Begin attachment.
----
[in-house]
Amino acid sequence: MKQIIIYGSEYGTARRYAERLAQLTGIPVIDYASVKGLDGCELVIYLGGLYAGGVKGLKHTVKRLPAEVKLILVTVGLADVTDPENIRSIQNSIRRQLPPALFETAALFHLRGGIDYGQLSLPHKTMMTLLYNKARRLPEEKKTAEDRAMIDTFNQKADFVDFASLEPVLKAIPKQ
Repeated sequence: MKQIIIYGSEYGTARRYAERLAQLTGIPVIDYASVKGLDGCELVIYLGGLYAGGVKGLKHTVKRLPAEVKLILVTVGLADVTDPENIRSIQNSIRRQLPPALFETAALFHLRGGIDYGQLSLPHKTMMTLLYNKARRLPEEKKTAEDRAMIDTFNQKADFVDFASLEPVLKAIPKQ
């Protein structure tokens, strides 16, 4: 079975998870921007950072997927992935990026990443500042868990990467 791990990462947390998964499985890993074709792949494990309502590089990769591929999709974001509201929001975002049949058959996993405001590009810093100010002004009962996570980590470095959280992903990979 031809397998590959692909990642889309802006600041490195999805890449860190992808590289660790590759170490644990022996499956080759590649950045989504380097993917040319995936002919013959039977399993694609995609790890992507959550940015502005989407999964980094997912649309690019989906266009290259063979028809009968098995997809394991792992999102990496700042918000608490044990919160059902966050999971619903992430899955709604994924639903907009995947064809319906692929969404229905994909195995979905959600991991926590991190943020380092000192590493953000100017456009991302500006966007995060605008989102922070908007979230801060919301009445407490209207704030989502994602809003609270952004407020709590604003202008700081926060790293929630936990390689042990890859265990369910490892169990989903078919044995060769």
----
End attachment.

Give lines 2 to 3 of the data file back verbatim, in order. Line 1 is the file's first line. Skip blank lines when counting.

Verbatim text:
Amino acid sequence: MKQIIIYGSEYGTARRYAERLAQLTGIPVIDYASVKGLDGCELVIYLGGLYAGGVKGLKHTVKRLPAEVKLILVTVGLADVTDPENIRSIQNSIRRQLPPALFETAALFHLRGGIDYGQLSLPHKTMMTLLYNKARRLPEEKKTAEDRAMIDTFNQKADFVDFASLEPVLKAIPKQ
Repeated sequence: MKQIIIYGSEYGTARRYAERLAQLTGIPVIDYASVKGLDGCELVIYLGGLYAGGVKGLKHTVKRLPAEVKLILVTVGLADVTDPENIRSIQNSIRRQLPPALFETAALFHLRGGIDYGQLSLPHKTMMTLLYNKARRLPEEKKTAEDRAMIDTFNQKADFVDFASLEPVLKAIPKQ